Two weeks ago, the United Nations Joint Programme on HIV/AIDS (UNAIDS) released Treatment 2.0, the latest global strategy for making HIV treatment more efficient, accessible, and effective.
If the world economic outlook were brighter, AIDS 2010 might be viewed as a turning point in the global HIV response. The conference, which wrapped up last Friday, was the stage for the...
In a world where over 33 million people are living with AIDS it is imperative to address the human resources for health (HRH) crisis.
Global progress on HIV/AIDS is real: 5.2 million people are receiving antiretroviral therapy in middle-income and resource-poor countries, which is remarkable if you look at where we were five or ten years ago.
Let’s face it: we’re in one of the worst economic crises we’ve seen in decades, and HIV funding has flat-lined.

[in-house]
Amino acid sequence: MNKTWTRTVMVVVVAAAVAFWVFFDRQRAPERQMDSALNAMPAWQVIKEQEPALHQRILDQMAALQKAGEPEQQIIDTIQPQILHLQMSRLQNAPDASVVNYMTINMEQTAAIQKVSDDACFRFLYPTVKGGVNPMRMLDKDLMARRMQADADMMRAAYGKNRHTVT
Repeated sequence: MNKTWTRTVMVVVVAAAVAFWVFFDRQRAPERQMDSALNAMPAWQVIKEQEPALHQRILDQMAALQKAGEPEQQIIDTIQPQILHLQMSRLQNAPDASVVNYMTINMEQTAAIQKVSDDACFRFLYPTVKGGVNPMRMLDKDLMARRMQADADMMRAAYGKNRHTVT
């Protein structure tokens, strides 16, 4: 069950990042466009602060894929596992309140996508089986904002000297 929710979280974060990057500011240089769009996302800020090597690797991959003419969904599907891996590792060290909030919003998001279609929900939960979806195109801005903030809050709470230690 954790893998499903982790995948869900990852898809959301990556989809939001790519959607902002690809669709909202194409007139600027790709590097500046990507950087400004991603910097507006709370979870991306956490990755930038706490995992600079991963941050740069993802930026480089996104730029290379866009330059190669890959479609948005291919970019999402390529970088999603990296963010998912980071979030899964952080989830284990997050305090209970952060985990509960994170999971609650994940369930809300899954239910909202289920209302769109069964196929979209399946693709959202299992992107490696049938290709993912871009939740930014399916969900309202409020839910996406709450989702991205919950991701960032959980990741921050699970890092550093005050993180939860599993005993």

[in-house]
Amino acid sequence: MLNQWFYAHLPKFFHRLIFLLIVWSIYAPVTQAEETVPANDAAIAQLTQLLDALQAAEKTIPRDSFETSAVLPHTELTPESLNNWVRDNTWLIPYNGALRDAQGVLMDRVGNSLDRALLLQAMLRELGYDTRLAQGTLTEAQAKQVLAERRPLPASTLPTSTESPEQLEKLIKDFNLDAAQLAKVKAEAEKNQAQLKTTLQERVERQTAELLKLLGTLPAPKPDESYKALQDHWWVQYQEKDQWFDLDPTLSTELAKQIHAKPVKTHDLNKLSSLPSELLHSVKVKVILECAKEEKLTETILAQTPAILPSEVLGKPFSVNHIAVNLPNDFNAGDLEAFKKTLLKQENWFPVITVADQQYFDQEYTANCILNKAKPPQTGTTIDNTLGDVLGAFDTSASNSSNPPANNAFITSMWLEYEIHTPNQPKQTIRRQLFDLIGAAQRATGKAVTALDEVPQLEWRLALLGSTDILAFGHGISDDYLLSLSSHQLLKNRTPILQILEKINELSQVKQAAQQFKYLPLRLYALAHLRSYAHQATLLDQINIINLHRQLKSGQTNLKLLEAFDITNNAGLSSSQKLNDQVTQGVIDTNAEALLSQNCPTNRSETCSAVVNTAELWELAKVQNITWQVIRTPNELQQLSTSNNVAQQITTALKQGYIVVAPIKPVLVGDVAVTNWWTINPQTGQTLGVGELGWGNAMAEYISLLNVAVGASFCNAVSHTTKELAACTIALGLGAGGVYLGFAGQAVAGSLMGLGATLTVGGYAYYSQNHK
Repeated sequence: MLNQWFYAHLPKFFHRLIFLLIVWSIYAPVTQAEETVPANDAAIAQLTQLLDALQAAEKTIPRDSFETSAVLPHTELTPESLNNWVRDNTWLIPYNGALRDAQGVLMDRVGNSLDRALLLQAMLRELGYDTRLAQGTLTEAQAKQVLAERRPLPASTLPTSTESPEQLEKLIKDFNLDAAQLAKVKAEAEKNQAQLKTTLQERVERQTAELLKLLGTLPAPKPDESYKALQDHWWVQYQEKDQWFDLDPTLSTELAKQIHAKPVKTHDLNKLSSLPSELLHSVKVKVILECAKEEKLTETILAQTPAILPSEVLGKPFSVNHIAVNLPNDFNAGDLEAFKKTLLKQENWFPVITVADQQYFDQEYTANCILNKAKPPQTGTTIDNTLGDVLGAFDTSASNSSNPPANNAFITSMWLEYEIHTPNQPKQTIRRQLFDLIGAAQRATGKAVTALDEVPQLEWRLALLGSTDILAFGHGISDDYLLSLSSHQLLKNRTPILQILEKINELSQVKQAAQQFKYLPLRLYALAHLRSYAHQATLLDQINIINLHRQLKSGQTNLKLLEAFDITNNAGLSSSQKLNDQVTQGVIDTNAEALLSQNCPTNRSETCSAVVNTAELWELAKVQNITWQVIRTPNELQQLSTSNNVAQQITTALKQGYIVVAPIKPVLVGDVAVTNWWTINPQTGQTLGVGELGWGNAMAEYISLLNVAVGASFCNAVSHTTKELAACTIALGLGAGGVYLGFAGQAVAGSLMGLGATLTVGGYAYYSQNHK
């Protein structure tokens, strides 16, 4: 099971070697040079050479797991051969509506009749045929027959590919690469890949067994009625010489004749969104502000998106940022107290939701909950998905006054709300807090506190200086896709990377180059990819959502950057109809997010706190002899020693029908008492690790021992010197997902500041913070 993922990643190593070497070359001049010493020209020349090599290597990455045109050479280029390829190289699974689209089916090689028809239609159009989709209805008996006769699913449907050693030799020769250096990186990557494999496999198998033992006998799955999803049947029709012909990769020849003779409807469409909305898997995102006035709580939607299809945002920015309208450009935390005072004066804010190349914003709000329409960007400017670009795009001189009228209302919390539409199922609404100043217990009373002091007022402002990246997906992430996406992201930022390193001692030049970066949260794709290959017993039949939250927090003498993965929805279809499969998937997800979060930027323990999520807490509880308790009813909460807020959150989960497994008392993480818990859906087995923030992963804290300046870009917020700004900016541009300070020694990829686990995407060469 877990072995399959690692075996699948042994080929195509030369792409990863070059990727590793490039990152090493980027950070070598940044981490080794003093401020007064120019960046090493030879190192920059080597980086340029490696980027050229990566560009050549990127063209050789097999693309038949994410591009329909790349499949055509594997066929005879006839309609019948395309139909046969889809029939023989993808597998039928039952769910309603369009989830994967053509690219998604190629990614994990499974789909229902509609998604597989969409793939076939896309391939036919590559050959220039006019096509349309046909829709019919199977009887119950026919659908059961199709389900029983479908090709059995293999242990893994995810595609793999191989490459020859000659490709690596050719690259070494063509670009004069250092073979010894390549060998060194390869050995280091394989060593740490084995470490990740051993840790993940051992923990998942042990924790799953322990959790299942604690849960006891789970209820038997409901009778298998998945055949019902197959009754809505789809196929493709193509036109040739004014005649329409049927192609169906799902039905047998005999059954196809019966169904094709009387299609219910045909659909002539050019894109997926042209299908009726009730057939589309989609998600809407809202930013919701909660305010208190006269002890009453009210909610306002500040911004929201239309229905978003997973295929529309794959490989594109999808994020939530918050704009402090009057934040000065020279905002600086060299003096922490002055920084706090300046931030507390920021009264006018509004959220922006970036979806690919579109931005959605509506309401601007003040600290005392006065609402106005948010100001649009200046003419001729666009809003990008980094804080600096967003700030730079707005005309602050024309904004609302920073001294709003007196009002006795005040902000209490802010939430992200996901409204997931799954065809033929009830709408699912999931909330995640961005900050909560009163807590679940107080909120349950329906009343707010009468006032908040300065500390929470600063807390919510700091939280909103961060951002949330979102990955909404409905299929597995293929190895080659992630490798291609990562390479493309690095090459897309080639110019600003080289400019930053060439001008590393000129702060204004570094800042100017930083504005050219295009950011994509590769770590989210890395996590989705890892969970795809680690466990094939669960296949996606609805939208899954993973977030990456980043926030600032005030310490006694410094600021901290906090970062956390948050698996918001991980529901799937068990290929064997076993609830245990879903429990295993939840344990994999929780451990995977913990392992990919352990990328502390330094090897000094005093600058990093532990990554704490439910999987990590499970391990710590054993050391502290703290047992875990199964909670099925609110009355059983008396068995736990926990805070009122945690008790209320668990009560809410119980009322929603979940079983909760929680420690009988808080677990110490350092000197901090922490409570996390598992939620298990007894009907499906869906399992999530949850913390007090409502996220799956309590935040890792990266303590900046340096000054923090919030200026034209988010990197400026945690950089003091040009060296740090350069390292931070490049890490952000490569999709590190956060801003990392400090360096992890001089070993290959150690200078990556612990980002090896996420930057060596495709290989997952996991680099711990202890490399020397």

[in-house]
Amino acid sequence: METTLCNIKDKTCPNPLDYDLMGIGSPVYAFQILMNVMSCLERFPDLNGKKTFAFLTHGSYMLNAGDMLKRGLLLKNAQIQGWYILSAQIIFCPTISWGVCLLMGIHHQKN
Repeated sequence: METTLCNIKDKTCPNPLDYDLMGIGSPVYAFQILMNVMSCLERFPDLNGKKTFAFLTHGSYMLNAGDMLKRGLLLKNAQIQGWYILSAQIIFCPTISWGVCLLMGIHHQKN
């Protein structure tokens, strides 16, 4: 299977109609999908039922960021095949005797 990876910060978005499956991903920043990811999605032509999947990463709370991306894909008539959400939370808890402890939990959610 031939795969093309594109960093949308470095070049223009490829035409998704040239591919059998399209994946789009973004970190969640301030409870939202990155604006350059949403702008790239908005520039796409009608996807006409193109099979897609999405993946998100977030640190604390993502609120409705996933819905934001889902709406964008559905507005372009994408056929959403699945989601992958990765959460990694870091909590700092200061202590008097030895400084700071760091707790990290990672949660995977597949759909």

HIV/AIDS is the health crisis that truly galvanized international attention. But it wasn’t always this way.
Earlier this week, I wrote about realities of childbirth in rural Ethiopia, of seeing a woman in agonizing labor, a woman suffering from obstetric fistula, and the dream of another young woman, Zanab, of becoming a fistula doctor.
IntraHealth worked with Ethiopian community organizations to set up Mothers’ Support Groups, so that women living with HIV can support each other in living healthy lives and, if pregnant, taking steps to ensure their babies are born virus-free. This is the story of Meaza Asefa, a Mothers’ Support Group member.
Recently, Foreign Policy published “The Long Emergency,” an analysis of the future of the United States’ HIV/AIDS programming and funding as the Obama administration reshapes its global health agenda.
Until the final match on July 11, much of the world’s attention is on South Africa as it hosts the World Cup, awash in swirling colors, patriotic chants, dramatic last-minute goals and saves, and yes, buzzing, monotonous vuvuzelas.